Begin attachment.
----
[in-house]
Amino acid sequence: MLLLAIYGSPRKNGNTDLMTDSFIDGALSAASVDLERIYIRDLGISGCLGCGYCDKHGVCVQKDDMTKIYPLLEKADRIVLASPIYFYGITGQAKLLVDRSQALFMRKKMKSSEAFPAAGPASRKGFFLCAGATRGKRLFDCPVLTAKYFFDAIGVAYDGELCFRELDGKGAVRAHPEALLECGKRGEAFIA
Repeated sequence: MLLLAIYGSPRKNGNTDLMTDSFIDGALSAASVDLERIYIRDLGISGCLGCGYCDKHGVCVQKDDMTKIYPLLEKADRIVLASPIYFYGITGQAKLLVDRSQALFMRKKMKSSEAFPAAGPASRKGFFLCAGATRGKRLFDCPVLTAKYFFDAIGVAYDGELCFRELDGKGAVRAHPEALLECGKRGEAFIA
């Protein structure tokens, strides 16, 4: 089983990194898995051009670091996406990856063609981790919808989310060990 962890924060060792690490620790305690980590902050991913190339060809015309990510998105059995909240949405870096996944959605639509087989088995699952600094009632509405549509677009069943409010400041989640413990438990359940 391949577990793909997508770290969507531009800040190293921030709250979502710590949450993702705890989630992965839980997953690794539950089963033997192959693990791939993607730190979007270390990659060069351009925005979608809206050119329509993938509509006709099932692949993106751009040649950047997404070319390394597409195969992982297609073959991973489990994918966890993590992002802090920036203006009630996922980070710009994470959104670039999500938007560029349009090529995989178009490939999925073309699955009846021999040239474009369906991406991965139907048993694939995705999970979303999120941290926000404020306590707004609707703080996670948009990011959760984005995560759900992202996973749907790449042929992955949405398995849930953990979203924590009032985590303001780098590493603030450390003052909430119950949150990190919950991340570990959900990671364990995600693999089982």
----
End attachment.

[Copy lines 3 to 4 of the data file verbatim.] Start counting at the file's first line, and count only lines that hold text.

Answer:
Repeated sequence: MLLLAIYGSPRKNGNTDLMTDSFIDGALSAASVDLERIYIRDLGISGCLGCGYCDKHGVCVQKDDMTKIYPLLEKADRIVLASPIYFYGITGQAKLLVDRSQALFMRKKMKSSEAFPAAGPASRKGFFLCAGATRGKRLFDCPVLTAKYFFDAIGVAYDGELCFRELDGKGAVRAHPEALLECGKRGEAFIA
């Protein structure tokens, strides 16, 4: 089983990194898995051009670091996406990856063609981790919808989310060990 962890924060060792690490620790305690980590902050991913190339060809015309990510998105059995909240949405870096996944959605639509087989088995699952600094009632509405549509677009069943409010400041989640413990438990359940 391949577990793909997508770290969507531009800040190293921030709250979502710590949450993702705890989630992965839980997953690794539950089963033997192959693990791939993607730190979007270390990659060069351009925005979608809206050119329509993938509509006709099932692949993106751009040649950047997404070319390394597409195969992982297609073959991973489990994918966890993590992002802090920036203006009630996922980070710009994470959104670039999500938007560029349009090529995989178009490939999925073309699955009846021999040239474009369906991406991965139907048993694939995705999970979303999120941290926000404020306590707004609707703080996670948009990011959760984005995560759900992202996973749907790449042929992955949405398995849930953990979203924590009032985590303001780098590493603030450390003052909430119950949150990190919950991340570990959900990671364990995600693999089982």